Interacting with mutual friends post-divorce

When a couple decides that each member should go their separate ways, they generally must divide their property, assets and debts before they can move on. However, if the couple has been together for any length of time, more than property must be divided or somehow addressed in the split or divorce. In particular, mutual friends who may be invested in both members of the couple must be either divided or shared with grace if any healthy connections are going to remain intact post-split.

Some friends may choose to remain in contact with one member of a couple and to sever contact with the other. But what is to be done about mutual friends that wish to remain in the lives of both individuals? For healthy friendships to grow post-split, both members of the couple parting ways should understand that the situation may be awkward currently, be gracious about the fact that their friends want to be present for both individuals and do their best to understand if their friends do not navigate the split perfectly.

In an ideal world, if you and your partner are splitting, you will come to some sort of understanding about how you will navigate your mutual friendships in healthy and constructive ways. For example, you could insist that you will not be a source of tension at mutual social events or that you will alternate who gets to go to what major event. What remains key is that you come to an agreement that genuinely works for you and will not lead to bitterness in your friendships.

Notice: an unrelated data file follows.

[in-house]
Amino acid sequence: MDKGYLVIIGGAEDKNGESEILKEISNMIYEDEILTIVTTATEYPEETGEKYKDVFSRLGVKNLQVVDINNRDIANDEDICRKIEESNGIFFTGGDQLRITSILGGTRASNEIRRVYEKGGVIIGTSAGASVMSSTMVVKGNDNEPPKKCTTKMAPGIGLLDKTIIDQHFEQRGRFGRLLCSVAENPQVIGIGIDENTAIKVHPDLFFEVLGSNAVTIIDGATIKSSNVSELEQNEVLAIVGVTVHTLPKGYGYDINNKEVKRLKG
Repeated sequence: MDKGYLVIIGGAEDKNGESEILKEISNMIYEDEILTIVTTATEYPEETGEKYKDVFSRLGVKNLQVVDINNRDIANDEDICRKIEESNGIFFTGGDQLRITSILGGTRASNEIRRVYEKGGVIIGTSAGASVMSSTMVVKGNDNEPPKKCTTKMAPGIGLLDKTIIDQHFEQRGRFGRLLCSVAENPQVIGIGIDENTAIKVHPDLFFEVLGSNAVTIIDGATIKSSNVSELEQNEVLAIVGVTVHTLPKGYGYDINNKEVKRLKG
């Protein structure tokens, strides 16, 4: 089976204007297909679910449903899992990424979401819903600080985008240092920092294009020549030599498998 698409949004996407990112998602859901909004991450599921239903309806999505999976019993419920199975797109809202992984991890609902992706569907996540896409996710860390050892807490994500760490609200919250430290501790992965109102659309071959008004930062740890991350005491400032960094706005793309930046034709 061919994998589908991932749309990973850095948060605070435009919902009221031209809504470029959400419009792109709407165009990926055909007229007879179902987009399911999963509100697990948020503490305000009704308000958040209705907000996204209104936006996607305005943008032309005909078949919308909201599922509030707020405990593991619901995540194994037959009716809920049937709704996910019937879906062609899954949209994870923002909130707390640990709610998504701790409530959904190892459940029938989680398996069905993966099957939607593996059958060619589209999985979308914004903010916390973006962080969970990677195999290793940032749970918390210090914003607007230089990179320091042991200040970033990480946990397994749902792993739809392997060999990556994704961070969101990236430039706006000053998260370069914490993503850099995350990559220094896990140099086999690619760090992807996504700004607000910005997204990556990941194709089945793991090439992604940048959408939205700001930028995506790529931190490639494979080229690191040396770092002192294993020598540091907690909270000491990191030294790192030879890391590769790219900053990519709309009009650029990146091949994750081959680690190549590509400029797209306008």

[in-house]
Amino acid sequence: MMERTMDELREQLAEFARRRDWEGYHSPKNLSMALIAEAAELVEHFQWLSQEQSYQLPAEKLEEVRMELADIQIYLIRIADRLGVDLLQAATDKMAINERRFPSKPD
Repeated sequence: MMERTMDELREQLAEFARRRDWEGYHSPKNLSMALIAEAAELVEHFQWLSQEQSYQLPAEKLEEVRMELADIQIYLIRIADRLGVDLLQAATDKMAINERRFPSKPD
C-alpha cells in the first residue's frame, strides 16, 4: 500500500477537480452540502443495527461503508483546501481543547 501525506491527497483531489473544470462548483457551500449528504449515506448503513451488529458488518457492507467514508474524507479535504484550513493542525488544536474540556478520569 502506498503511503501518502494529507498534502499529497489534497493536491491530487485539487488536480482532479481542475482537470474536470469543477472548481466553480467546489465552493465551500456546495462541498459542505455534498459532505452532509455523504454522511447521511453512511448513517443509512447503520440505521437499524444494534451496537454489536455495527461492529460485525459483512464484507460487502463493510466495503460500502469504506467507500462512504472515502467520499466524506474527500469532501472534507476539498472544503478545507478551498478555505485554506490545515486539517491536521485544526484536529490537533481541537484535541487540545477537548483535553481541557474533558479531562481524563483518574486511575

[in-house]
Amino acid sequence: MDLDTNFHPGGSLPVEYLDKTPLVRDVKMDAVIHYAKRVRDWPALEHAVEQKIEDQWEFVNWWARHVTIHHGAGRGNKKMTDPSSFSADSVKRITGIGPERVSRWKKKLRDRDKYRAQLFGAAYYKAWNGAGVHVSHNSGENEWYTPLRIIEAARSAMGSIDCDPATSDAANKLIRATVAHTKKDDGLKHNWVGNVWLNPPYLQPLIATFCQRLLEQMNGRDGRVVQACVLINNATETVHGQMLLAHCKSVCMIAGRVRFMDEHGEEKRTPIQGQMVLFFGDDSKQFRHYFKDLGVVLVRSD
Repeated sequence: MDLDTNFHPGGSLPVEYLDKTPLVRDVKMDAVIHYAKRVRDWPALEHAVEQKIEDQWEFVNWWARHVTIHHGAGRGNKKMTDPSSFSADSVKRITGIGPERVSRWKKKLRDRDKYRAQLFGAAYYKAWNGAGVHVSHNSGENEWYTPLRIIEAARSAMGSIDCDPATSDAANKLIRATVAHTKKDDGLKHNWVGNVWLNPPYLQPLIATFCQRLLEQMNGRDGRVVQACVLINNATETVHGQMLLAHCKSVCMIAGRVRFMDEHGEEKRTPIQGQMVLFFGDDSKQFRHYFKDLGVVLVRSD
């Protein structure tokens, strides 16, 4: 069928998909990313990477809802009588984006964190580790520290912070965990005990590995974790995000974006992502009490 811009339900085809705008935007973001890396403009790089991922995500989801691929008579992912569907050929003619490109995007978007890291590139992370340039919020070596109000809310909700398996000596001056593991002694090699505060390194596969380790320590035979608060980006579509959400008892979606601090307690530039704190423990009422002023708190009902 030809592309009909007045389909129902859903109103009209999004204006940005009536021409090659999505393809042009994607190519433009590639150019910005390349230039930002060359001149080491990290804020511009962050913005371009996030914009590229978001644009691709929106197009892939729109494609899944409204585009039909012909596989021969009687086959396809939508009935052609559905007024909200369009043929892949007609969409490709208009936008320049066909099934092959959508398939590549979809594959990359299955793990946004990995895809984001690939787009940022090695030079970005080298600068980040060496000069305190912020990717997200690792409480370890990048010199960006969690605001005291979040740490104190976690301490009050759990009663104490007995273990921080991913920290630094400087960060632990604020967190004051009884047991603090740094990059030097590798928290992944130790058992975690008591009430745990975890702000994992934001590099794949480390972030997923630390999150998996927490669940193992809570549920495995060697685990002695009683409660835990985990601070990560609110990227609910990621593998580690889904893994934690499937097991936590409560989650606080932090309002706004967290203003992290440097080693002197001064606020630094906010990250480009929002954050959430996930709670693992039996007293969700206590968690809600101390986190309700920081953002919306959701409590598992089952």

If you cannot come to an understanding with your former partner, figure out what your own boundaries are, express them to your friends in a calm way and move forward in whatever way is healthiest for you. If you remain healthy and considerate, your true friends will support you and help you to navigate this new social maze that you have wandered into.

Source: Huffington Post, “7 Tips on How to Share Friends After a Divorce,” Christine Gallagher, Sep. 5, 2013

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